This collection provides an up-to-date analysis of key country approaches to Militant Democracy. Featuring contributions from some of the key people working in this area, including Mark Tushnet and Helen Irving, each chapter presents a stocktaking of the legal measures to protect the democracy against its enemies within. In addition to providing a description of the country's view of Militant Democracy and the current situation, it also examines the legal and political provisions to defend the democratic structure against attacks. The discussion also presents proposals for the development of the Militant Democracy principle or its alternatives in policy and legal practice. In the final chapter the editor compares the different arrangements and formulates a minimum consensus as to what measures are indispensable to protect a democracy. Highly topical, this book is a valuable resource for students, academics and policy-makers concerned with democratic principles.
Table of Contents
Contents: Preface; Introduction, Markus Thiel; Australia, Helen Irving; Austria, Andreas Auprich; Chile, Eduardo Aldunate Lizana; France, Claire-Lise Buis; Germany, Markus Thiel; Hungary, RenÃ¡ta Uitz; Israel, Benyamin Neuberger; Italy, Stefano Ceccanti and Francesco Clementi; Japan, Shojiro Sakaguchi; Spain, Carlos Vidal Prado; Turkey, Bertil Emrah Oder; United Kingdom, Richard Mullender; United States of America, Mark V. Tushnet; Comparative Aspects; Markus Thiel; Index.
Dr Markus Thiel is Assistant Professor in the Faculty of Law, Heinrich-Heine-UniversitÃ¤t DÃ¼sseldorf, Germany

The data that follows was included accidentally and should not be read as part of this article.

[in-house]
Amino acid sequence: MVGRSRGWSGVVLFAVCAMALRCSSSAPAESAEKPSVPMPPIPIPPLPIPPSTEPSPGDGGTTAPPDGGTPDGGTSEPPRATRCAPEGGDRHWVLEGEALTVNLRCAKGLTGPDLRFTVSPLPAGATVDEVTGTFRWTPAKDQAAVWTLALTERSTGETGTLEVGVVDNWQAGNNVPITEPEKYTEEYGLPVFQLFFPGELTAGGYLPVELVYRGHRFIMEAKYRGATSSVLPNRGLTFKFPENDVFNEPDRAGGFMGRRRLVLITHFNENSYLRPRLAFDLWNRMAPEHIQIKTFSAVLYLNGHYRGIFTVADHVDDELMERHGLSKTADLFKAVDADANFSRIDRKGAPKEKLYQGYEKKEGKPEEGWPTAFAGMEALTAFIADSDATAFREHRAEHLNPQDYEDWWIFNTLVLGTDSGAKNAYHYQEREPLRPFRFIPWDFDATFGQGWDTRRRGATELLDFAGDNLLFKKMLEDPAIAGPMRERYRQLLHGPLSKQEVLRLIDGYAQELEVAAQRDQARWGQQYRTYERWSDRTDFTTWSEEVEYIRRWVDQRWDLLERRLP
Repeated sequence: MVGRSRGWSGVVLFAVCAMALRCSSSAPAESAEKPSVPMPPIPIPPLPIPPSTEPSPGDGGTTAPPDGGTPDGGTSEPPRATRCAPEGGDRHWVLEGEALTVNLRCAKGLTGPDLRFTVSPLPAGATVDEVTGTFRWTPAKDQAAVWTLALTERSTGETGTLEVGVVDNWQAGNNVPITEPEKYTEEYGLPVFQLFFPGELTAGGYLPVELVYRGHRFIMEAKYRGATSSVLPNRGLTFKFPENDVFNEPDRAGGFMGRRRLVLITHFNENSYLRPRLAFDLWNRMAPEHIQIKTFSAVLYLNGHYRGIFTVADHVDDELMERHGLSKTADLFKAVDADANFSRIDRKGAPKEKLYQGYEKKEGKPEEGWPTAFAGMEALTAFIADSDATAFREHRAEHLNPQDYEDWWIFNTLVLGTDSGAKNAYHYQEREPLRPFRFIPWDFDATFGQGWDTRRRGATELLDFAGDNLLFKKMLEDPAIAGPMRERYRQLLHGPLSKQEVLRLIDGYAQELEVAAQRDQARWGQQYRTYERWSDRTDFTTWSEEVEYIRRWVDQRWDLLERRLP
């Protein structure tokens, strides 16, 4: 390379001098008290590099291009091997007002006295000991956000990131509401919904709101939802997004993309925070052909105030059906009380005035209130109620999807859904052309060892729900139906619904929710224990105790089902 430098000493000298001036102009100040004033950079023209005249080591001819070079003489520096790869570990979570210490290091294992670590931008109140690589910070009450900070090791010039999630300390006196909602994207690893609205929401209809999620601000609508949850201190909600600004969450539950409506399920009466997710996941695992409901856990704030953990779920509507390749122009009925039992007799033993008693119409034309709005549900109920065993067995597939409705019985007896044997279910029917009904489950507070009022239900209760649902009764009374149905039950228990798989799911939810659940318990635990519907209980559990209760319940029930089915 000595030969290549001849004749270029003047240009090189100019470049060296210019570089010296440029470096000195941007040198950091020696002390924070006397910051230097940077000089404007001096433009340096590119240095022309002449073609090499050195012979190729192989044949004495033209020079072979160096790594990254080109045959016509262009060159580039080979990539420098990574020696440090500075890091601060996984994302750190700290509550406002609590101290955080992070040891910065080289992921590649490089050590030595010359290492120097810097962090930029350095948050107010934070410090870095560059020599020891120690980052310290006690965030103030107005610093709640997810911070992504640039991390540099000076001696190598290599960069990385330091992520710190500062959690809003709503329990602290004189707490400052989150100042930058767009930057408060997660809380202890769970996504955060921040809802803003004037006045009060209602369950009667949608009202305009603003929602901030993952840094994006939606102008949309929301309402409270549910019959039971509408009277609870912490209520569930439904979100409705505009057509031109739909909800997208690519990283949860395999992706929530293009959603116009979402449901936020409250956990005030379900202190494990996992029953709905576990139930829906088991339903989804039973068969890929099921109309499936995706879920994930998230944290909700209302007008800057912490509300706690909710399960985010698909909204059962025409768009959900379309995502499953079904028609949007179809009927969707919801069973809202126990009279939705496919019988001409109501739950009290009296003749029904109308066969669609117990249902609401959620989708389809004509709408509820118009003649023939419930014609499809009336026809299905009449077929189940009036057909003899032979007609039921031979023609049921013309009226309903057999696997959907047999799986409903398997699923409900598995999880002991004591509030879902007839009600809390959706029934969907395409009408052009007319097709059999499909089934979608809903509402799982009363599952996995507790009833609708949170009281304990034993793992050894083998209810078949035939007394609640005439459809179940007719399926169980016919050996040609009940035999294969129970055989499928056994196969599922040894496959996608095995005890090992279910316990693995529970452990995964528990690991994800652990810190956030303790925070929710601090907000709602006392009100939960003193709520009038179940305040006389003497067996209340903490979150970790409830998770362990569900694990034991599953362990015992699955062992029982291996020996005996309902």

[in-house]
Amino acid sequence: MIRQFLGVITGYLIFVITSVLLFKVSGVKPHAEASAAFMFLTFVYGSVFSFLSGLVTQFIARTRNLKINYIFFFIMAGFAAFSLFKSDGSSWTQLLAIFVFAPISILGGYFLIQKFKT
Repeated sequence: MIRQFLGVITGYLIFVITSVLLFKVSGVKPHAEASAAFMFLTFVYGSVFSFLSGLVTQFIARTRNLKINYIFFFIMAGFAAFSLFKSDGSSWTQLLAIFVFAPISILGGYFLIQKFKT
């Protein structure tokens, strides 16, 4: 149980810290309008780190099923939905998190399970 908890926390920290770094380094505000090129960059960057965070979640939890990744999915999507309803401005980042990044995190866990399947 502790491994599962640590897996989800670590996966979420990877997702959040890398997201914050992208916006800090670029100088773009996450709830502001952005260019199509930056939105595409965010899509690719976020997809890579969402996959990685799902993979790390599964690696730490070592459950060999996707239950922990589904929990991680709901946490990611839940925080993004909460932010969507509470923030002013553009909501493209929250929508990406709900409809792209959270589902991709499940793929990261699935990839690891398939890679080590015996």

'In 1937 Karl Loewenstein under the impact of the Weimar Republic's demise developed a principle of militant democracy which was subsequently implemented by the German Grundgesetz. His controversial concept has been widely discussed in various national contexts but rarely from a comparative perspective. This unique collection of essays proves that the German example is no isolated precedent and that many democracies have developed means for defending themselves.' Wolfgang Durner, University of Bonn, Germany 'With surprising regularity, all democracies turn 'militant' and proclaim the right to exclude from the political process those who would undermine democracy itself. How they do it, why they do it, and which groups are likely to feel the wrath of the state vary significantly. This edited volume is a major contribution to the emerging literature on how democracies maintain their integrity in the face of internal opposition, a topic of great contemporary relevance in the age of national security and the war on terror. Placing the national examples under a comparative light illuminates the risks and indispensable protections for democratic viability. Each chapter provides rich insights for the study of democratic politics.' Samuel Issacharoff, New York University, USA 'Manifestations of the pre-emptive defence of democracy - whether termed "militant" or simply "muscular" - have become commonplace during this decade, with the terrorism of our neighbours becoming the prime contingency. This impressive survey of comparative constitutional settings and detailed responses provides the reader with knowledge and insight within a rich discourse.' Clive Walker, University of Leeds, UK